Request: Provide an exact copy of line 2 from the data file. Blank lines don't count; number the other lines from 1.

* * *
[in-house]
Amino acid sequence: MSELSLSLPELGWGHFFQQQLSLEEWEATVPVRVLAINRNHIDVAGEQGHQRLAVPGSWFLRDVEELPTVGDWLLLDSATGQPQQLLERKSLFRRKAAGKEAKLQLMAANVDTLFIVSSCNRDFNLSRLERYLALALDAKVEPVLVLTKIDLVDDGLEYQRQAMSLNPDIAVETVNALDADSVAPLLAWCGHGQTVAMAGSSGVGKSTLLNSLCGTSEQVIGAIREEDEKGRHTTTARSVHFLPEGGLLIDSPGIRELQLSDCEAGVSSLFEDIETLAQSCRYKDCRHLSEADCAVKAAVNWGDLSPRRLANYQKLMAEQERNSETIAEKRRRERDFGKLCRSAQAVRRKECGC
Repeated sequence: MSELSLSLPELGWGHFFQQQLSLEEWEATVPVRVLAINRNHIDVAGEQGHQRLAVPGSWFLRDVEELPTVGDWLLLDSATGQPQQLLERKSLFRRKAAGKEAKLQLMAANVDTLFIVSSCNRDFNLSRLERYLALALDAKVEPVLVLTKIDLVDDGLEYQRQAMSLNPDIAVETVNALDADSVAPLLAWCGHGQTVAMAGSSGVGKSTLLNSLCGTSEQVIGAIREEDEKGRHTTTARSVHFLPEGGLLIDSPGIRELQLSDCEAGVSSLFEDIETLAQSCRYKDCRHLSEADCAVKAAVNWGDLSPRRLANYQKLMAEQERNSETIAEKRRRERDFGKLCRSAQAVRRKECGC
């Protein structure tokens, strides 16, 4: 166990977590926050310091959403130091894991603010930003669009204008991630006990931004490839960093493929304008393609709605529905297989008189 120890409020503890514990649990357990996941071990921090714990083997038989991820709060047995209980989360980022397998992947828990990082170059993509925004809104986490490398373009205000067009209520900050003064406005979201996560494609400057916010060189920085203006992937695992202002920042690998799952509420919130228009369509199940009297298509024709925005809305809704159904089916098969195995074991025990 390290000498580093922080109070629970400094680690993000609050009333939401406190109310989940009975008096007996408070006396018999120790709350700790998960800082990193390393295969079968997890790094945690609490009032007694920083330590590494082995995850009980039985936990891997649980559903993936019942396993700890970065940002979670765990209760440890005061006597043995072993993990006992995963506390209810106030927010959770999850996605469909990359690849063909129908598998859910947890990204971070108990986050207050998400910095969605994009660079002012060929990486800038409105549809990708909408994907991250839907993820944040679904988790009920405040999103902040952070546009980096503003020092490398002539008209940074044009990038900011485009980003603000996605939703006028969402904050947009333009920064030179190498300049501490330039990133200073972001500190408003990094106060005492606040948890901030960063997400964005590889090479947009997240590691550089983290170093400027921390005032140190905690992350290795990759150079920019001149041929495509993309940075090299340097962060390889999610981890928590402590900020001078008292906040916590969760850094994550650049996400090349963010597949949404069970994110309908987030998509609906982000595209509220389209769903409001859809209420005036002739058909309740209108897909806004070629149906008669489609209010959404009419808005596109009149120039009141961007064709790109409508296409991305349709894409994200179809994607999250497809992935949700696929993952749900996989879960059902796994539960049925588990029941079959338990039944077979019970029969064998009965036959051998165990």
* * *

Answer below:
Amino acid sequence: MSELSLSLPELGWGHFFQQQLSLEEWEATVPVRVLAINRNHIDVAGEQGHQRLAVPGSWFLRDVEELPTVGDWLLLDSATGQPQQLLERKSLFRRKAAGKEAKLQLMAANVDTLFIVSSCNRDFNLSRLERYLALALDAKVEPVLVLTKIDLVDDGLEYQRQAMSLNPDIAVETVNALDADSVAPLLAWCGHGQTVAMAGSSGVGKSTLLNSLCGTSEQVIGAIREEDEKGRHTTTARSVHFLPEGGLLIDSPGIRELQLSDCEAGVSSLFEDIETLAQSCRYKDCRHLSEADCAVKAAVNWGDLSPRRLANYQKLMAEQERNSETIAEKRRRERDFGKLCRSAQAVRRKECGC